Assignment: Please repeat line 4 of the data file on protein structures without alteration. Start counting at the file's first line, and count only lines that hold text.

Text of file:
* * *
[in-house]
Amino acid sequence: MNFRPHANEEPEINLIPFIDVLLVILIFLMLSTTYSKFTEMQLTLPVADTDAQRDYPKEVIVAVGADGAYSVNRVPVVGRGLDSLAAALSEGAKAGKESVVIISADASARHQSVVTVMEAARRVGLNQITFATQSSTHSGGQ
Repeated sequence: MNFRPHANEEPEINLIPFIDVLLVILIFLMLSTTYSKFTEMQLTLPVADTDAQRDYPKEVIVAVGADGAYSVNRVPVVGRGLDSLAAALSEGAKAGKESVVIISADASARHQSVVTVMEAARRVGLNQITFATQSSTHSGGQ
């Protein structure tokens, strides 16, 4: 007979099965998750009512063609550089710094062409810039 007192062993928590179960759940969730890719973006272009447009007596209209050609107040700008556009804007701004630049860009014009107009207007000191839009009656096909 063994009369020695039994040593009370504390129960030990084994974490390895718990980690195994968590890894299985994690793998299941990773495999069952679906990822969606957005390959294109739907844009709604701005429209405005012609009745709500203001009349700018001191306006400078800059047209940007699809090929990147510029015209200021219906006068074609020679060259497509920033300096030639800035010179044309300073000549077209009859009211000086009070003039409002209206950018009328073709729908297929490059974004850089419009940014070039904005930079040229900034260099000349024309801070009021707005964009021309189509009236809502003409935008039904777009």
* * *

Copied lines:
């Protein structure tokens, strides 16, 4: 007979099965998750009512063609550089710094062409810039 007192062993928590179960759940969730890719973006272009447009007596209209050609107040700008556009804007701004630049860009014009107009207007000191839009009656096909 063994009369020695039994040593009370504390129960030990084994974490390895718990980690195994968590890894299985994690793998299941990773495999069952679906990822969606957005390959294109739907844009709604701005429209405005012609009745709500203001009349700018001191306006400078800059047209940007699809090929990147510029015209200021219906006068074609020679060259497509920033300096030639800035010179044309300073000549077209009859009211000086009070003039409002209206950018009328073709729908297929490059974004850089419009940014070039904005930079040229900034260099000349024309801070009021707005964009021309189509009236809502003409935008039904777009």